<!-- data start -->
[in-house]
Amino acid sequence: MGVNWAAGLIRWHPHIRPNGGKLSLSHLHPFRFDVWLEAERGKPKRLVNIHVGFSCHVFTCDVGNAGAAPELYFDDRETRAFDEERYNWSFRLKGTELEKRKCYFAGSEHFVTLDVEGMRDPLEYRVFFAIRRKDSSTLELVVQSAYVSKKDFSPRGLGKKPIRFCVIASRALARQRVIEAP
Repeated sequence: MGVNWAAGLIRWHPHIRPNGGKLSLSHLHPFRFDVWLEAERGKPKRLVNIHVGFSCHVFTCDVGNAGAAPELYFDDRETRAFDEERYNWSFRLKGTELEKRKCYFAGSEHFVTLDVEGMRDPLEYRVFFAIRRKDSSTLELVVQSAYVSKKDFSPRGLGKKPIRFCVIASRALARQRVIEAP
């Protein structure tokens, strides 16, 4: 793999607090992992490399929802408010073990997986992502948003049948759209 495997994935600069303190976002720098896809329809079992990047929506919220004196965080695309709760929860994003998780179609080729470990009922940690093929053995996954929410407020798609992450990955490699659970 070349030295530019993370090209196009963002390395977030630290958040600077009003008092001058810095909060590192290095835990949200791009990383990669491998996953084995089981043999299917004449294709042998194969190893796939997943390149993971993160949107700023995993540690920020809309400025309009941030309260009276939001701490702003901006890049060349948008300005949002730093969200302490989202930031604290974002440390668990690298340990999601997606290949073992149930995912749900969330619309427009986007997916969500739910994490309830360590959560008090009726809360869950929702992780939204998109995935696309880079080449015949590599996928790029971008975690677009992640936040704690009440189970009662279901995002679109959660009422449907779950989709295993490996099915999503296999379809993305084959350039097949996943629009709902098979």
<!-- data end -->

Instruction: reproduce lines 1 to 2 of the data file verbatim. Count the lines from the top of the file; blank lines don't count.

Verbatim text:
[in-house]
Amino acid sequence: MGVNWAAGLIRWHPHIRPNGGKLSLSHLHPFRFDVWLEAERGKPKRLVNIHVGFSCHVFTCDVGNAGAAPELYFDDRETRAFDEERYNWSFRLKGTELEKRKCYFAGSEHFVTLDVEGMRDPLEYRVFFAIRRKDSSTLELVVQSAYVSKKDFSPRGLGKKPIRFCVIASRALARQRVIEAP